Stable front end, low volumes, as Joint Auction 2 approaches

February 16, 2015 by CaliforniaCarbon.info

CaliforniaCarbon.info, February 16, 2015: Traded volume for California carbon allowances (CCAs) on the InterContinental Exchange (ICE) last week sank to 1,530,000, barely 20 percent of the previous week’s volume, and the lowest yet seen since the commencement of the second compliance period (CP2) under the California cap-and-trade program. Compared to earlier weeks, the front end contracts remained extremely stable, with the V2015 – set to see 73.6 million in auction volume enter the market – trading within a 2-cent weekly range, and closing 1 cent up on last week, at $12.66.

Further back, deliveries appear to have realigned with the annual rates of carry witnessed in January. In the first week of this month, when a combination of refinery disruptions and likely pre-auction sell-side entry served to deflate front-end prices, the Dec 15/Dec 16 spread had widened by 6 cents up to $0.53. This week’s movements see the spread narrow to $0.49 while the 2015 contracts hold steady.

Excepting the 845,000 V2016 Dec 15 volume from Tuesday, the V2015 continued to see the most activity, with traded volume divided amongst several delivery dates traded across the latter half of the week. The March and April contracts fetched 180,000 and 158,000 in volume respectively, which could conceivably be delivered upon using auctioned CCAs. The secondary market has tended not to fulfil its potential around the time of the auctions. Last year, fewer than 1.5 million V2014s were contracted for delivery between March and June across all trading dates in Q1. It remains to be seen if the increased cap (and holding limits), and the entry of new sectors and Quebec entities will make a difference this year.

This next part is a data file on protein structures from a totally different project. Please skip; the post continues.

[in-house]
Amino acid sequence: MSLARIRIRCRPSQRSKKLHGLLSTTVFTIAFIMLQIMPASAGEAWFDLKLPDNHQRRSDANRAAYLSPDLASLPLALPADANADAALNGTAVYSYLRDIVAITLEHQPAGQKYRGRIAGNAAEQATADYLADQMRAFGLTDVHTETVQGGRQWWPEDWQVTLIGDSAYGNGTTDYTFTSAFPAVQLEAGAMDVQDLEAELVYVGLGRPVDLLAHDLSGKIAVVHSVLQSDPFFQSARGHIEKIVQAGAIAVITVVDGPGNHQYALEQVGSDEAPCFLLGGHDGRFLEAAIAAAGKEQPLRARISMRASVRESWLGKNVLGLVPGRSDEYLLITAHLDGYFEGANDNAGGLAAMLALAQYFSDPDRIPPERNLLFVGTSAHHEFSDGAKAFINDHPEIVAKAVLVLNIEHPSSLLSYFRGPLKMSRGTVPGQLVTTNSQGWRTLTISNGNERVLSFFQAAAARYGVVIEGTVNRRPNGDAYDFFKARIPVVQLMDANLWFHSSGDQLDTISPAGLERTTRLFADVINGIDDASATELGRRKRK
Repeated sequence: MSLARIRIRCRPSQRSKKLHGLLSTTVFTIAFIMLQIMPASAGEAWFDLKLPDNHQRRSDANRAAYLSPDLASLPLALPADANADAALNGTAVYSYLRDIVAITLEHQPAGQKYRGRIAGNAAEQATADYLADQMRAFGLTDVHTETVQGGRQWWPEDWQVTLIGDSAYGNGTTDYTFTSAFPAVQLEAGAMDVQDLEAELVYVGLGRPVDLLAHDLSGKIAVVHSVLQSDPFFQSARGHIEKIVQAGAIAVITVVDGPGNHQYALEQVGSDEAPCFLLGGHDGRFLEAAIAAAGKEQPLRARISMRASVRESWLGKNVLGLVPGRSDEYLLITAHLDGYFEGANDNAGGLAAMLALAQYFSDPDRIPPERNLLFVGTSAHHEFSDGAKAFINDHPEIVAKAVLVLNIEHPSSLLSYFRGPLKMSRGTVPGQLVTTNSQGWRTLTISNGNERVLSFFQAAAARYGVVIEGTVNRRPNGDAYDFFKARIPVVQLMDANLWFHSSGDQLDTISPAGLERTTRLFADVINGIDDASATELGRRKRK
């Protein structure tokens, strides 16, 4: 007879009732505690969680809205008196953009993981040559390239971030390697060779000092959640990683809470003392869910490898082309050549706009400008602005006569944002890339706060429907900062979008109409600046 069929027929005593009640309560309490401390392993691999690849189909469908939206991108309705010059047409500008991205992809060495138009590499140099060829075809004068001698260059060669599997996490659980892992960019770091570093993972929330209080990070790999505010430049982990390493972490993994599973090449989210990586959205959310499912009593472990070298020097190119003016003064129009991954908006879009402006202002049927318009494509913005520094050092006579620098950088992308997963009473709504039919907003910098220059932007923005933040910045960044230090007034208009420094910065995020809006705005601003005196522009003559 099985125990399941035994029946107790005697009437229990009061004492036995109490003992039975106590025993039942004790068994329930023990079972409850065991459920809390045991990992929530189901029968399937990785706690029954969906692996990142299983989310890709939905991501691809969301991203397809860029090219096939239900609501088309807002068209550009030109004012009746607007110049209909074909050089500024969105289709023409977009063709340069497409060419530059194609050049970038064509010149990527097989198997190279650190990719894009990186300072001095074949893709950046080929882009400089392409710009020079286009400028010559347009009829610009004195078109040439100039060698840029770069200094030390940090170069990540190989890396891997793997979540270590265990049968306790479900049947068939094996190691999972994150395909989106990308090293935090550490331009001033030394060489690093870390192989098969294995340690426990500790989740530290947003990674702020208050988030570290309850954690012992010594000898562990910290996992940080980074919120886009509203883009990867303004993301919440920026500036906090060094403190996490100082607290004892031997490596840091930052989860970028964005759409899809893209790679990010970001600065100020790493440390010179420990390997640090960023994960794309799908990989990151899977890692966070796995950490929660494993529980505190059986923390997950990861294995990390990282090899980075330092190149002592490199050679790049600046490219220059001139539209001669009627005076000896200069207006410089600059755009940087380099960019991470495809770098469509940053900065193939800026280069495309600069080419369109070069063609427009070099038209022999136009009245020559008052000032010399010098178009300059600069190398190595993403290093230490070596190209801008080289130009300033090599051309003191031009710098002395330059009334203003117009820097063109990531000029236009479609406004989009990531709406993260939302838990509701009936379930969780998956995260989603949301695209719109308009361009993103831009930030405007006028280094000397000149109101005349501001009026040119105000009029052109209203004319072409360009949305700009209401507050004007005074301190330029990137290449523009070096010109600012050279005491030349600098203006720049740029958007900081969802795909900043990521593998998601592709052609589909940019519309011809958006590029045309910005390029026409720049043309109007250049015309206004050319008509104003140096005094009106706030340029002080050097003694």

The later-dated vintages demonstrated slightly more price movement through the week. The V2017 Dec 15 contract dropped 6 cents on Tuesday to regain 8 cents on Wednesday, ultimately closing 5 cents up on the previous Friday, at $12.74. The V2018 had a similar experience. The V2018 Mar 15 now stands at $12.49, 6 cents up. It may provide more confidence to advance auction participants than had been feared after the previous week’s 25-cent collapse, although there has still been no contracted volume in the last week. The auction will clear at no lower than $12.10.

The greater fluctuation on the later-dated vintages is likely to be in line with a market that is still reacting to how movements in the various energy markets are likely to affect its fundamentals, and in this context it is likely the auction which is acting as a steadying influence for early-vintage prices. There is, in particular, underlying uncertainty over the implications of recent developments in the global crude markets. While the sagging prices over the last two months could work to hold back compliance-led demand from the refinery sector, many also point to possible ‘rebound effects’ in terms of increased fuel consumption as well as oil-gas crossovers. ‘I think many are still trying to work out which way the oil prices are going to cut with the market for carbon allowances,’ remarked one consultant.

For further information regarding this article, please write to contact@californiacarbon.info.

  • Facebook
  • Google
  • LinkedIn
  • Twitter
  • Email